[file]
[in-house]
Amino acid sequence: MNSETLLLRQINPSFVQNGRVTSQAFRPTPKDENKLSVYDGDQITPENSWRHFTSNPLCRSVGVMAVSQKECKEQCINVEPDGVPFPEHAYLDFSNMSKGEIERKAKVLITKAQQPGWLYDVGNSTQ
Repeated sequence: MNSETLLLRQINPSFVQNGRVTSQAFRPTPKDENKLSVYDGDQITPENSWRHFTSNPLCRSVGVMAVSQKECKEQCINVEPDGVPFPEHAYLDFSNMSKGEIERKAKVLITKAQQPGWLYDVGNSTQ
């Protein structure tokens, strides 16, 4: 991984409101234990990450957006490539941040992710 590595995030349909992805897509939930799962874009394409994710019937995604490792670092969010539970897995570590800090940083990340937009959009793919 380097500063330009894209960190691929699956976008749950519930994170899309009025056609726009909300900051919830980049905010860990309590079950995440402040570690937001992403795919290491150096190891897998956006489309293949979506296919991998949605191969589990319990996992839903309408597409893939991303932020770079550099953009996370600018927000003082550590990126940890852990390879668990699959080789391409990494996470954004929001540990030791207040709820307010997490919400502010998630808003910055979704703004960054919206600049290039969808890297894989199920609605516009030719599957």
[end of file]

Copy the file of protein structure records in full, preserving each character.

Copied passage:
[in-house]
Amino acid sequence: MNSETLLLRQINPSFVQNGRVTSQAFRPTPKDENKLSVYDGDQITPENSWRHFTSNPLCRSVGVMAVSQKECKEQCINVEPDGVPFPEHAYLDFSNMSKGEIERKAKVLITKAQQPGWLYDVGNSTQ
Repeated sequence: MNSETLLLRQINPSFVQNGRVTSQAFRPTPKDENKLSVYDGDQITPENSWRHFTSNPLCRSVGVMAVSQKECKEQCINVEPDGVPFPEHAYLDFSNMSKGEIERKAKVLITKAQQPGWLYDVGNSTQ
């Protein structure tokens, strides 16, 4: 991984409101234990990450957006490539941040992710 590595995030349909992805897509939930799962874009394409994710019937995604490792670092969010539970897995570590800090940083990340937009959009793919 380097500063330009894209960190691929699956976008749950519930994170899309009025056609726009909300900051919830980049905010860990309590079950995440402040570690937001992403795919290491150096190891897998956006489309293949979506296919991998949605191969589990319990996992839903309408597409893939991303932020770079550099953009996370600018927000003082550590990126940890852990390879668990699959080789391409990494996470954004929001540990030791207040709820307010997490919400502010998630808003910055979704703004960054919206600049290039969808890297894989199920609605516009030719599957």